Devon Achane is a polarizing prospect. Don't miss our film and stat breakdown.
2.02 – Jared: Josh Downs, WR, North Carolina
Jared’s analysis: Downs' 171-pound frame is a concern -- and his tape was just "meh" to me. But the production demands respect.
Downs caught 101 balls for 1,335 yards as a true sophomore and then set new career highs with 8.5 catches per game this past year. He has a chance to be a high-volume slot receiver as a pro.
Check out our full breakdown of Josh Downs' dynasty value.
2.03 – Herms: Hendon Hooker, QB, Tennessee
Herms’ analysis: We're one ACL tear away from talking about Hooker as a likely first-round NFL Draft pick, based on how well he produced at Tennessee this past season. Heck, he might land there anyway.
Many folks will harp on the simplistic nature of the Volunteers' offensive scheme, but the coaches didn’t make all the big-play throws.
Any team looking to push the ball vertically should trust him to drop dimes from the pocket with his poise and mechanics.
Don't miss the full report on Hendon Hooker
2.04 – Kevin: Will Levis, QB, Kentucky
Kevin’s analysis: I’m not high on Levis, but he’s a nice value here.
2021 showed the upside case. I know Levis stunk last year, but injuries, a coaching change, and a lousy supporting cast are legit excuses.
I’d be surprised if he slips beyond the middle of Round 1 in the NFL Draft later this month.
2.05 – Luke: Michael Mayer, TE, Notre Dame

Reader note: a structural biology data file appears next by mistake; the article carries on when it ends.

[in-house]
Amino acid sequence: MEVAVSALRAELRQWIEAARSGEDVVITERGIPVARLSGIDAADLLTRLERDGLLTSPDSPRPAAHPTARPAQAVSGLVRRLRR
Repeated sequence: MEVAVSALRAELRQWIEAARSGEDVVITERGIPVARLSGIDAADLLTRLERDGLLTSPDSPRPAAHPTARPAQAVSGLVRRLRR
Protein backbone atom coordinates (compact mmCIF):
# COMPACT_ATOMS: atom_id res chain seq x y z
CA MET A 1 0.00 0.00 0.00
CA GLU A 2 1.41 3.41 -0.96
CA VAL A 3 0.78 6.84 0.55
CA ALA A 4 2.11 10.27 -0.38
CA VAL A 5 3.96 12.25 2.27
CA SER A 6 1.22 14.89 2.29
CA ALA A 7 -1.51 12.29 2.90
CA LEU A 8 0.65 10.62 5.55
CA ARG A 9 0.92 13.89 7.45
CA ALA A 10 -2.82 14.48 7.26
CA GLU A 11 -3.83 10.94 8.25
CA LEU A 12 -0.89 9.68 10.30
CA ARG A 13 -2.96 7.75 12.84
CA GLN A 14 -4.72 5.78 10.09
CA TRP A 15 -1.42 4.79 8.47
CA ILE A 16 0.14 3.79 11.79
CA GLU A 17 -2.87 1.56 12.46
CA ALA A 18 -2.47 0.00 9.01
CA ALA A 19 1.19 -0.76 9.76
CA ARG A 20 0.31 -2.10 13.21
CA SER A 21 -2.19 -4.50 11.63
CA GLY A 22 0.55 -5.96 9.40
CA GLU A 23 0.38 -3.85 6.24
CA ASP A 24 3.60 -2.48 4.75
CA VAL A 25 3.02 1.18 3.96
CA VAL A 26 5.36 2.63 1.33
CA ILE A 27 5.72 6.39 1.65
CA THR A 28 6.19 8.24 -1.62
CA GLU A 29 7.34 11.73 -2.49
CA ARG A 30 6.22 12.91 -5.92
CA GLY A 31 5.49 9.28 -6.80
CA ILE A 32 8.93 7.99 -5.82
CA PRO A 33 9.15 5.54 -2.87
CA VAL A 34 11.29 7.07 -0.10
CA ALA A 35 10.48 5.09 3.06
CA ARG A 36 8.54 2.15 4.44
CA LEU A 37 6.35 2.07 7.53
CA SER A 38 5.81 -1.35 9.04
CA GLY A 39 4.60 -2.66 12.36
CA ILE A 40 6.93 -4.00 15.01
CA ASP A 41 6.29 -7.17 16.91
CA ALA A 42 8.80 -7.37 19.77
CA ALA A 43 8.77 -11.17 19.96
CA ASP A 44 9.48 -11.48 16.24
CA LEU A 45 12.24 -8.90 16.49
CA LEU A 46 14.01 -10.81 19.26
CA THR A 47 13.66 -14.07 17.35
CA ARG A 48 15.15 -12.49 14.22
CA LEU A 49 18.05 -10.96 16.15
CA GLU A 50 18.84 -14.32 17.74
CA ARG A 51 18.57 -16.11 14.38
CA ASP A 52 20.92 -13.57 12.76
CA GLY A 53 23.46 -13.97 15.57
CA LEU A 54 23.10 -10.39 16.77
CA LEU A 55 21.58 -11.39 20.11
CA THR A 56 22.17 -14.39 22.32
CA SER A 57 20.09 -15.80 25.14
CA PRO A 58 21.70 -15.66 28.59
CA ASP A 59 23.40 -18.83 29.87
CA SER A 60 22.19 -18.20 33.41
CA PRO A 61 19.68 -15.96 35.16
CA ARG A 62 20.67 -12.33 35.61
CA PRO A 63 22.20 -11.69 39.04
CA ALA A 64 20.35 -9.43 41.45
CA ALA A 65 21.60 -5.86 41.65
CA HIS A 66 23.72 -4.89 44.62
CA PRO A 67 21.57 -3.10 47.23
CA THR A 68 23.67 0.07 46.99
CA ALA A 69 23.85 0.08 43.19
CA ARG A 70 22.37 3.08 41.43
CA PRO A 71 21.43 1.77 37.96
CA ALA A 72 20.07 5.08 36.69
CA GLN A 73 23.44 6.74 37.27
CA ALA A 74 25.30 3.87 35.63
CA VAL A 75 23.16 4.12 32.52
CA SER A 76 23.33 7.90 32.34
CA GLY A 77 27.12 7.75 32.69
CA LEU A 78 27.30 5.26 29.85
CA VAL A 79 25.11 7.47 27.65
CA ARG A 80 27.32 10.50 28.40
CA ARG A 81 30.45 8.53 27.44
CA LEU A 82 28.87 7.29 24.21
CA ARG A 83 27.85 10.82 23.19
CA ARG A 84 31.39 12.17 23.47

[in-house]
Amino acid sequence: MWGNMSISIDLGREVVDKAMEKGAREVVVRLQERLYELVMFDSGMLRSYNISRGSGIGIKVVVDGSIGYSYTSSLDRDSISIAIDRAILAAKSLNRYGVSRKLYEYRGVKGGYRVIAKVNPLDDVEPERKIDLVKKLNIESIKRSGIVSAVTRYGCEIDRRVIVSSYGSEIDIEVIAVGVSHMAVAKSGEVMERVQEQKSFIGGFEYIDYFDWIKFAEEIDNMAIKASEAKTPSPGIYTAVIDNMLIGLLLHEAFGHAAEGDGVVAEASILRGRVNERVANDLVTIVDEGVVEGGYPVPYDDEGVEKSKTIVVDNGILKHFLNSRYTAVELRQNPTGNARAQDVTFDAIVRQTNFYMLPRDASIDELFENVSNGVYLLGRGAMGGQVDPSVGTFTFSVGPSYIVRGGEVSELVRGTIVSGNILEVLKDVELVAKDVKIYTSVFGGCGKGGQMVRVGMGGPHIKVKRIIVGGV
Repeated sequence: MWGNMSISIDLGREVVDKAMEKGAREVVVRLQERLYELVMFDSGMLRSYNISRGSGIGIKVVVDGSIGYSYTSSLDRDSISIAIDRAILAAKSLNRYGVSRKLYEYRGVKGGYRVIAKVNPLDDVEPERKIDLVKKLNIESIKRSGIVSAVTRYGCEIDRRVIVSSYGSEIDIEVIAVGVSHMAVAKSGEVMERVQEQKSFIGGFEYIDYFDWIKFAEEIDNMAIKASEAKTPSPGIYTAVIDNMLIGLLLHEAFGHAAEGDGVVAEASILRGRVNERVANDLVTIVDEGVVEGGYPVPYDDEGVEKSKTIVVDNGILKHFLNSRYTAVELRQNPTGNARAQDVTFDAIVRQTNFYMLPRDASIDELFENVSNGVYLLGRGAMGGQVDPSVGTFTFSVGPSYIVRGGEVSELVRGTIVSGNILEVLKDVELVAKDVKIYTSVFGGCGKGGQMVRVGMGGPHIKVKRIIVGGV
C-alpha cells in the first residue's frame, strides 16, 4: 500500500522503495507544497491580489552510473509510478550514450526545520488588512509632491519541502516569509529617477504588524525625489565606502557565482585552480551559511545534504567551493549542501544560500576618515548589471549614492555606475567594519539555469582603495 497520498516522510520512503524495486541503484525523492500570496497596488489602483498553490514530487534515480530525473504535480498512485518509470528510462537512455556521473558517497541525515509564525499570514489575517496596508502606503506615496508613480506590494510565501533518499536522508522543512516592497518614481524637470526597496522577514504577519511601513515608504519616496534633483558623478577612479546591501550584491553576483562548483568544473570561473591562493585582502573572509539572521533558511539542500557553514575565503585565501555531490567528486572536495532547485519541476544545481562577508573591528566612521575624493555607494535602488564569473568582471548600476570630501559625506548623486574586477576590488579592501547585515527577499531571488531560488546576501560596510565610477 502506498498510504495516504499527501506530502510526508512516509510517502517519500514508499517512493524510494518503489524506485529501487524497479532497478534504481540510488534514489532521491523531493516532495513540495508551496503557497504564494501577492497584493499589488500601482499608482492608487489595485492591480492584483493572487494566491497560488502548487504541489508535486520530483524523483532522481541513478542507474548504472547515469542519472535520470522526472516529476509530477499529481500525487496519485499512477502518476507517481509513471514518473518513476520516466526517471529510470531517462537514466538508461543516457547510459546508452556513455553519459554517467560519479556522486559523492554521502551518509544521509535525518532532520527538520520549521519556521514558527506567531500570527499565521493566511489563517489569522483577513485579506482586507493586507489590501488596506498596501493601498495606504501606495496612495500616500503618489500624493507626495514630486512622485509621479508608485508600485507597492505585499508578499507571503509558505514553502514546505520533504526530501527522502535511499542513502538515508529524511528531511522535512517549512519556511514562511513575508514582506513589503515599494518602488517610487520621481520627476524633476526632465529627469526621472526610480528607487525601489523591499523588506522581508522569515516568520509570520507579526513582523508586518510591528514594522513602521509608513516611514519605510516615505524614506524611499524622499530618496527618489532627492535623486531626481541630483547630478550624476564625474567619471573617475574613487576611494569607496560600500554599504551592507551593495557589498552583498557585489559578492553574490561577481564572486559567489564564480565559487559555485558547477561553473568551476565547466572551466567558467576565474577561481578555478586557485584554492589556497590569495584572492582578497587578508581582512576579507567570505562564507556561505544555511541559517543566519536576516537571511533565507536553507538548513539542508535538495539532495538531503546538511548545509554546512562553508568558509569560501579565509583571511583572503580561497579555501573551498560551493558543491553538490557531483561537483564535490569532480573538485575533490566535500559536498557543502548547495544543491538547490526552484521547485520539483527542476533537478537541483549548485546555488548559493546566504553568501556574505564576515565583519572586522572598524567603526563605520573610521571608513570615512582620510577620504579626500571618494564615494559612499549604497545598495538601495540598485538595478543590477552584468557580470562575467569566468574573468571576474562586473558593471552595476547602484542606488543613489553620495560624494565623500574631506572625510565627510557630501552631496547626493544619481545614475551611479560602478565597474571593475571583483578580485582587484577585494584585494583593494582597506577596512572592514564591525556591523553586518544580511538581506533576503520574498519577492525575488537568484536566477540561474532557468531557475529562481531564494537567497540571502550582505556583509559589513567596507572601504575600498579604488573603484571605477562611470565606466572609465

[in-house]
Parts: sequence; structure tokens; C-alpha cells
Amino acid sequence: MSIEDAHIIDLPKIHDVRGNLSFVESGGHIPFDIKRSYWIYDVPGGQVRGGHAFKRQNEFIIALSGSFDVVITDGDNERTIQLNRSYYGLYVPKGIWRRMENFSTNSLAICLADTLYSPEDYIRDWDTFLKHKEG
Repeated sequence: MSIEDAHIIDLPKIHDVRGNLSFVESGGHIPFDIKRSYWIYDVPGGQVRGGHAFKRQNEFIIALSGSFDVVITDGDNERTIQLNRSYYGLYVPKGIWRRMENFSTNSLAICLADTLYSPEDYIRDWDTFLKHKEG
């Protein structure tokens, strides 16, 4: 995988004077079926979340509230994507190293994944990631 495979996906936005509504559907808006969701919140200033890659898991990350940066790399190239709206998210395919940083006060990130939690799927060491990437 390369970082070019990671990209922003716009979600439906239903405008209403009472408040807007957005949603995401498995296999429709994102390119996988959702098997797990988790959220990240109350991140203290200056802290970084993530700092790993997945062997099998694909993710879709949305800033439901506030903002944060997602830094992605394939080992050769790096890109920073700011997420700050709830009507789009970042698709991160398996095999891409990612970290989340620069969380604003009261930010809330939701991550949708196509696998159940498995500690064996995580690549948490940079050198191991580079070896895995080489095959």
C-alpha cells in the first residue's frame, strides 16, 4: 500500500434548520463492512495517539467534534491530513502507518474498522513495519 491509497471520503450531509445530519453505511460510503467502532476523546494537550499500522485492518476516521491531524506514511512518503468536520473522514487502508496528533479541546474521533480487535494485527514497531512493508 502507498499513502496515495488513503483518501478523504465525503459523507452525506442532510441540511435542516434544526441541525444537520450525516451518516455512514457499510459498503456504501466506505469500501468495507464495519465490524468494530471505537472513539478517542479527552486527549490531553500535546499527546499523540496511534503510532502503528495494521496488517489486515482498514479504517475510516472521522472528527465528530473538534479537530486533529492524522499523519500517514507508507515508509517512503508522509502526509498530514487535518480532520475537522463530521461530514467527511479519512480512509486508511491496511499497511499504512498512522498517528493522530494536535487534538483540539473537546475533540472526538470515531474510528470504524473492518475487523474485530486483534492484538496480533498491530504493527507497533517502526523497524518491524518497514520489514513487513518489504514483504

Luke’s analysis: Mayer reminds me so much of Steelers TE Pat Freiermuth in the best way possible.
Mayer profiles as a reliable pass-catching TE at the next level, with plenty of PPR and TD upside.
Mayer could develop into a top 5 dynasty TE in the right situation.
Check out our full breakdown of Michael Mayer's dynasty value.
2.06 – Alex: Marvin Mims, WR, Oklahoma
Alex’s analysis: At the end of the day, we are all human. Sometimes we need to realize we have a type and try to correct our biases. Sometimes we just lean into them.
Apparently, my type is “speedy boiz.” Not to be confused with Herm’s “smol zoomy boiz.”
Mims tied for the fourth-fastest 40-yard time (4.38), and his speed shows up on tape. He graded out as the WR10 in the rookie prospect model with a high agreement factor.
There are a lot of NFL offenses that can use a WR like Mims.
2.07 – Kevin: Dalton Kincaid, TE, Utah
Kevin’s analysis: A back injury kept Kincaid out of the NFL Combine and Utah’s pro day. But I saw enough on tape to get excited about him as a future TE1.
The 23-year-old boasts excellent career production, WR-like movement skills, and strong YAC ability.
2.08 – Alex: Rashee Rice, WR, SMU
Alex’s analysis: Rice has all the physical gifts (0.72 Athleticism Score, out of a possible 1.0) we look for in a solid wide receiver but sometimes needs more focus when on the field.
NFL.com’s Lance Zierlein summarized it well: “Rice must play with better consistency and urgency.”
Rice is an upside play, and 2.08 is a great spot to shoot for upside in a rookie mock draft.
2.09 – Jared: Luke Musgrave, TE, Oregon State
Jared’s analysis: Musgrave feels a little boom/bust.
He totaled just 47 catches across four college seasons and will turn 23 just before his rookie season begins.